These are what we call the 'YMMV items.' Things that some people find in this work. We call them 'your mileage might vary' because not everyone sees these things in the same way. This starts discussions in the trope lists, a thing we don't want. Please use the discussion page if you'd like to discuss any of these items.
YMMV: Jekyll & Hyde
Alternative Character Interpretation: Sit down for a moment and think about this musical's take on Hyde. He still looks like Jekyll, just with loose hair and an evil grin. He brutally murders the people that pissed Jekyll off, and he rapes the woman Jekyll was attracted to but didn't dare become involved with because of the engagement to Emma, whom he later assaults at the wedding. For being a piece of romantic musical fluff, this show makes it easier than almost any other version of the story to interpret Hyde as simply a name Jekyll gives his repressed depravity. Congratulations, Frank Wildhorn, you have potentially beaten Alan freaking Moore at being Darker and Edgier.
That isn't an alternative interpretation, it's the canon one. In the source story, Jekyll straight up explains that that freedom is why he makes the potion, and it's why he continues to imbibe it. Even in the musical, Jekyll states that the potion makes him feel "twice as alive and tenfold more wicked, which intoxicates and delights me like wine." He's addicted to the freedom, and keeps up with it, not attempting to stop until his actions have gone well past the point of being unforgivable.
Am I a good man ... am I a mad man? There's such a fine line...
"Confrontation" is kind of a meta-example for the actor, because to act and sing a ridiculously difficult song while switching between two completely different personalities every five seconds is an automatic CMOA.
Evil Is Cool: Hyde represents everything Jekyll enters his experiments seeking to isolate and destroy, but his decision to use himself as the subject of the experiment proves a fatal error when this trope comes into play. Rather than being repulsed by Hyde's monstrous nature, Jekyll is initially fascinated by his darker side and envies his ability to act without morals or inhibition to enjoy life to the fullest. Unfortunately, Jekyll dramatically underestimates what Hyde is capable of with nothing holding his impulses in check while overestimating his ability to control him; once Hyde realizes suicide from the success-obsessed Jekyll is an empty threat, and that Henry is no longer strong enough to contain him even with altered drugs, he begins to rampage with impunity, alerting Jekyll to the danger he has placed himself and everyone he knows in only when it's far too late to regain control of the experiment.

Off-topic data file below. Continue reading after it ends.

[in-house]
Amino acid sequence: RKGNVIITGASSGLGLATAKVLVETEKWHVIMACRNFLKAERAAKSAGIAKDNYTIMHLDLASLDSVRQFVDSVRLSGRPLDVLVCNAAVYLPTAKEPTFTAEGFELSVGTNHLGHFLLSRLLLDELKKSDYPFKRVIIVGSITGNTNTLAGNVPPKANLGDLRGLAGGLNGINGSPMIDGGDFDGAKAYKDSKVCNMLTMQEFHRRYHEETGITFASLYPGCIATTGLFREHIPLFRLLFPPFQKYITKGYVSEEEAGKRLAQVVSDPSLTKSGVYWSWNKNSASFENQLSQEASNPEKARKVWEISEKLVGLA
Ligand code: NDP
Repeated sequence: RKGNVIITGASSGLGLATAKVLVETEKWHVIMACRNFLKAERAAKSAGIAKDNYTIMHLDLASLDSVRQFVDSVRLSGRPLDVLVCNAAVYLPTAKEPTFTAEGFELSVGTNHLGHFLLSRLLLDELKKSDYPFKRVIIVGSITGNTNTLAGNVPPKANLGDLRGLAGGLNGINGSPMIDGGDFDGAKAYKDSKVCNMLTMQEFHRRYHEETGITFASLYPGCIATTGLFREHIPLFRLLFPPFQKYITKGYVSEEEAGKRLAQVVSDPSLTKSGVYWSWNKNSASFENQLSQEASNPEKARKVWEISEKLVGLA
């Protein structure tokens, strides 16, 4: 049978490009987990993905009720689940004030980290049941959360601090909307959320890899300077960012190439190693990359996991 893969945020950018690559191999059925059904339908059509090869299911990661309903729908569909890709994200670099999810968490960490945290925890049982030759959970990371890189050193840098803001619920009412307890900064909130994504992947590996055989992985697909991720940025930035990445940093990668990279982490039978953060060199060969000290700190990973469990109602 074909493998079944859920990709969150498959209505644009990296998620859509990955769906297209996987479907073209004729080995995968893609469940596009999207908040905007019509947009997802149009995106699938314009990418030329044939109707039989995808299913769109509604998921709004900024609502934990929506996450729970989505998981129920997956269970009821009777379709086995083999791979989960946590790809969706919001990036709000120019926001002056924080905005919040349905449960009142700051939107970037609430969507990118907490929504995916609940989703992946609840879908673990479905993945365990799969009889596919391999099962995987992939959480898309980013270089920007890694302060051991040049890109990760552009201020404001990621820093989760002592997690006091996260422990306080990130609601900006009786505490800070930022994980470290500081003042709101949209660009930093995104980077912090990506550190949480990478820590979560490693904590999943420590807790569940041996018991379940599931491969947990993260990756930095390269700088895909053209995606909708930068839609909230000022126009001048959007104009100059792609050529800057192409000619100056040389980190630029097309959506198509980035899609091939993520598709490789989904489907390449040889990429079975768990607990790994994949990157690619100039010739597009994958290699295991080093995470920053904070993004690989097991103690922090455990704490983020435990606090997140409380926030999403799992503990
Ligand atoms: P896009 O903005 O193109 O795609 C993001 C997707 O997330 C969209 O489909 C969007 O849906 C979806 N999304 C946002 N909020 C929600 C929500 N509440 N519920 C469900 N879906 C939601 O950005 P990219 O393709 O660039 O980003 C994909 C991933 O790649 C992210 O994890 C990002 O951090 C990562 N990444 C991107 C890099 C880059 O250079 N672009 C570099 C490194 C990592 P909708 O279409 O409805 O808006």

Jerkass Has a Point: As with Strawman Has a Point below, we already have ample reason to dislike Simon by the time he voices his own objections to Jekyll's proposed experiment, but he has a point that Henry's well-intentioned goals don't change the fact his intended method of using personality-altering drugs on another human being in an attempt to remove evil from them is incredibly unethical from a medical standpoint. It can be argued that since Jekyll has the measure of what a jackass Simon is and the fact he brings this up more to humiliate Jekyll than anything else, Jekyll inadvertently ignores the realization his experiment really is impossible to condone because the people shooting him down are such jerks about it.
Romantic Plot Tumor: Hoo boy... A huge percent of the songs and scenes in the musical are just the two love interests singing about being in love, they're good songs, but still.
Strawman Has a Point: As Peter Filichia notes in his book Let's Put on a Musical!, the board members' unwillingness to sanction Jekyll's work is actually understandable.
It's possibly the biggest tragedy in the show, that the initial antagonists are right, and the hero is wrong.
However, if the Governors had allowed Jekyll to test his theories on a human subject, perhaps under controlled conditions he could have succeeded.
Tear Jerker: The song "A New Life" is pretty depressing enough as it is, much more so when you know what's about to happen afterwards.
I saw a production where The Spider took the letter from her and called her a whore directly before the song (which began with her sobbing). Tears.
One could argue that the very first song, "Lost in the darkness", qualifies, too, as Jekyll is visiting his catatonic father in the madhouse and promises him to find the cure, wishing him good-night in a tender voice in the end.
What an Idiot: If Lucy hadn't dragged her heels and sung "A New Life", she might not have been killed!
Well it was the middle of the night, I doubt any train tickets would be available to purchase at that exact moment anyways.
She was packing while she sang it. If Bricusse and Wildhorn had cut that song, Hyde probably still would've stormed in while she was cramming her bags.
The Woobie: Say what you will about Linda Eder's clearly superior vocal performance, but the DVD Release features Colleen Sexton as Lucy and she sure looks like someone killed her puppy.
David Hasselhoff was the final Jekyll/Hyde in the show's Broadway run (the ads had him noting "This ain't no day at the beach"). One of the performances was videotaped and released on DVD. Some consider his performance to be Narm Charm of the purest kind, though it's clear that, skills aside, he certainly put his all into the role.
Takeshi Kaga was actually quite well-known for starring in musicals in Japan prior to his Iron Chef days — he had also played Jean Valjean and Jesus, among other roles.